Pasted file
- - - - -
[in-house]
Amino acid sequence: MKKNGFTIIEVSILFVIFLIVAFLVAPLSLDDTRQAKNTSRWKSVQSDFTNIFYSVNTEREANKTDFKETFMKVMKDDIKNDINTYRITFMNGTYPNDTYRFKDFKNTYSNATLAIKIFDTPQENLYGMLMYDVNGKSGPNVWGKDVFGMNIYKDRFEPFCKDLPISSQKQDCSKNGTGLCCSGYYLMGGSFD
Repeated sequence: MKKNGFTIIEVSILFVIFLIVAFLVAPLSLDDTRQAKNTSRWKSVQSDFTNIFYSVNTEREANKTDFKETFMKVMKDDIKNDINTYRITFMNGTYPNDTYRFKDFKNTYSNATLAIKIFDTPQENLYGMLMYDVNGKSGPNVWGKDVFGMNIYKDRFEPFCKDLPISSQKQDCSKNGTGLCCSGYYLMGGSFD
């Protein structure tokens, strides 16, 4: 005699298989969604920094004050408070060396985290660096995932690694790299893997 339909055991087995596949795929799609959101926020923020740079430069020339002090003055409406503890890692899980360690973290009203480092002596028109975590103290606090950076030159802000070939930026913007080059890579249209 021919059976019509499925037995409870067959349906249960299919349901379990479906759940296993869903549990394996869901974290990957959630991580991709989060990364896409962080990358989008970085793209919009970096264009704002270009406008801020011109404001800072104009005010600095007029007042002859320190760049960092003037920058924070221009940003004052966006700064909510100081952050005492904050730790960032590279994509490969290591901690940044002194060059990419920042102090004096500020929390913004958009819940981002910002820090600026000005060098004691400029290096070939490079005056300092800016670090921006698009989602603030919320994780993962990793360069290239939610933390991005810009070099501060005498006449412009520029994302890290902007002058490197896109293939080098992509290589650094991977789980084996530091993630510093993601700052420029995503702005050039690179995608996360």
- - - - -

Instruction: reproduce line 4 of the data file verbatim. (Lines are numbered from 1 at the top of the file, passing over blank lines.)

């Protein structure tokens, strides 16, 4: 005699298989969604920094004050408070060396985290660096995932690694790299893997 339909055991087995596949795929799609959101926020923020740079430069020339002090003055409406503890890692899980360690973290009203480092002596028109975590103290606090950076030159802000070939930026913007080059890579249209 021919059976019509499925037995409870067959349906249960299919349901379990479906759940296993869903549990394996869901974290990957959630991580991709989060990364896409962080990358989008970085793209919009970096264009704002270009406008801020011109404001800072104009005010600095007029007042002859320190760049960092003037920058924070221009940003004052966006700064909510100081952050005492904050730790960032590279994509490969290591901690940044002194060059990419920042102090004096500020929390913004958009819940981002910002820090600026000005060098004691400029290096070939490079005056300092800016670090921006698009989602603030919320994780993962990793360069290239939610933390991005810009070099501060005498006449412009520029994302890290902007002058490197896109293939080098992509290589650094991977789980084996530091993630510093993601700052420029995503702005050039690179995608996360």